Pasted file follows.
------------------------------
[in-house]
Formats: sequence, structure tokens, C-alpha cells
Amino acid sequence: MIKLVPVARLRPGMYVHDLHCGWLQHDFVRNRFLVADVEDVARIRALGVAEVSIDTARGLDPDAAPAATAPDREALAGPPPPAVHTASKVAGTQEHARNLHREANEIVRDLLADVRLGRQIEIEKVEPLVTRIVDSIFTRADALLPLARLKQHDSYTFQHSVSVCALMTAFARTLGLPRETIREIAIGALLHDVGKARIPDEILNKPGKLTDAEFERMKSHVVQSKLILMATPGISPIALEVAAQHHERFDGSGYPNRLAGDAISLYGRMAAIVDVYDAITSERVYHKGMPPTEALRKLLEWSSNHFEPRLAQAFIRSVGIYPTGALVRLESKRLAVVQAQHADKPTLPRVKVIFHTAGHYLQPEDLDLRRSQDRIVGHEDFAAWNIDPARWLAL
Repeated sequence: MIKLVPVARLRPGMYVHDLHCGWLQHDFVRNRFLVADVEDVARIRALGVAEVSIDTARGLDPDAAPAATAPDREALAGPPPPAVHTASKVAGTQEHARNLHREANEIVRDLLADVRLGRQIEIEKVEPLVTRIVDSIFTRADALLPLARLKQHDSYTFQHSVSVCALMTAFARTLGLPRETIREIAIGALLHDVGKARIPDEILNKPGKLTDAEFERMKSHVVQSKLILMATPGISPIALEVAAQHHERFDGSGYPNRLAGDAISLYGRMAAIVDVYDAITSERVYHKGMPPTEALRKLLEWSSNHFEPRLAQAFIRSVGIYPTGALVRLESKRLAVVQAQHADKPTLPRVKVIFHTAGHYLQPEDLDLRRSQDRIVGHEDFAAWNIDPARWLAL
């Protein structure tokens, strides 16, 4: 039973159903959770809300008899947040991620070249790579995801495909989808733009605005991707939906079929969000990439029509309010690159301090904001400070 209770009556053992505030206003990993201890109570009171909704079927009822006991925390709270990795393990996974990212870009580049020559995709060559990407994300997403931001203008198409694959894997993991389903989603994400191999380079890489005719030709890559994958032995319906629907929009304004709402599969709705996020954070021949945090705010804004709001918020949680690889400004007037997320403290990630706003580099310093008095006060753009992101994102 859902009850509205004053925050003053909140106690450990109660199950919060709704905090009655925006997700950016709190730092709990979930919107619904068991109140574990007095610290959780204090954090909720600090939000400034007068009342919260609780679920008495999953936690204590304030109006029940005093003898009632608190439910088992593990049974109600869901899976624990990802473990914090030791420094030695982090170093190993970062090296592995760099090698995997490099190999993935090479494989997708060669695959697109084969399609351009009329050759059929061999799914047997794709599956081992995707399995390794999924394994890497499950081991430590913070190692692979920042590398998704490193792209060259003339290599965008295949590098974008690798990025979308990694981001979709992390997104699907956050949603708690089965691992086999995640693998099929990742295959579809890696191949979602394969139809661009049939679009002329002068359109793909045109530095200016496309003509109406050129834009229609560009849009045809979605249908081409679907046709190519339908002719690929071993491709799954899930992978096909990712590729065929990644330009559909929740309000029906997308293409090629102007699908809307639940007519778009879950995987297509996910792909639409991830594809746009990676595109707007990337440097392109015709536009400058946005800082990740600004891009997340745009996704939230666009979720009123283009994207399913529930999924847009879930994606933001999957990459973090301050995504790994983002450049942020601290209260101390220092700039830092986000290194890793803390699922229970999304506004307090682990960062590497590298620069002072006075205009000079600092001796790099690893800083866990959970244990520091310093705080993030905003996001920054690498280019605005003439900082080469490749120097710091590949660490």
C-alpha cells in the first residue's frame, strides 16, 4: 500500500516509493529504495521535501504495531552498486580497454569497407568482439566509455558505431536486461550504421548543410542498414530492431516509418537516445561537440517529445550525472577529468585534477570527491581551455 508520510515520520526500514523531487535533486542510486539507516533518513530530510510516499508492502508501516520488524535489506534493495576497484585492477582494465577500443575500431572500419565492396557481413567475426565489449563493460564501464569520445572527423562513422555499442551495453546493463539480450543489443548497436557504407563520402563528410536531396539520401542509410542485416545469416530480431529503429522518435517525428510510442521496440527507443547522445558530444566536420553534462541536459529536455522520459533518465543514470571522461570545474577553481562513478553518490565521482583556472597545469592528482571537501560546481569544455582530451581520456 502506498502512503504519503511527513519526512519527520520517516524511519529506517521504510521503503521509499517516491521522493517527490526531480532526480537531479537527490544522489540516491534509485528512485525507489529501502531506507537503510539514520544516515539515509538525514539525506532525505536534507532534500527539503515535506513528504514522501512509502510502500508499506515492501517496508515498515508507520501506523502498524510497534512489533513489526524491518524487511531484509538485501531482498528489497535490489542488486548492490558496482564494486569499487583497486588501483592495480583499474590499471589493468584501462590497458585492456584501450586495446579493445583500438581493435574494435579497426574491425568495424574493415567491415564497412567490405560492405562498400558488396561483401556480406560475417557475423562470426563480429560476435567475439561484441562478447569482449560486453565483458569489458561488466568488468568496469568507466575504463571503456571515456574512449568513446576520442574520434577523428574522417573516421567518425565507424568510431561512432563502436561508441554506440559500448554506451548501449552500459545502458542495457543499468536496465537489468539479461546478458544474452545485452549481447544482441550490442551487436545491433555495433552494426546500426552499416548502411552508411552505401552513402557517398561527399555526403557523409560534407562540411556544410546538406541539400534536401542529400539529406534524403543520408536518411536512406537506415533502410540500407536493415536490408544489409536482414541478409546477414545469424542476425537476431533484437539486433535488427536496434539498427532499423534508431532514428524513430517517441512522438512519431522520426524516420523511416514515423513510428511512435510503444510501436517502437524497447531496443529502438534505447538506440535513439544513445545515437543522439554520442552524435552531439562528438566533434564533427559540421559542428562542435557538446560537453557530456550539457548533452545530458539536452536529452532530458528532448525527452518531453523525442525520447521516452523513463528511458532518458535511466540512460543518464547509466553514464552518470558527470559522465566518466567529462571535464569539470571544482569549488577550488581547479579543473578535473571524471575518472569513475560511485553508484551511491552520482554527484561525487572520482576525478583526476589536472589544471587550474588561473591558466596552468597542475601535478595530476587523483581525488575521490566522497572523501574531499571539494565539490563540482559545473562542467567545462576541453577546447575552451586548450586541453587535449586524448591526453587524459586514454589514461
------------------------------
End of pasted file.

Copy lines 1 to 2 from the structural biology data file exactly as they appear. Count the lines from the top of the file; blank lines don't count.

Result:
[in-house]
Formats: sequence, structure tokens, C-alpha cells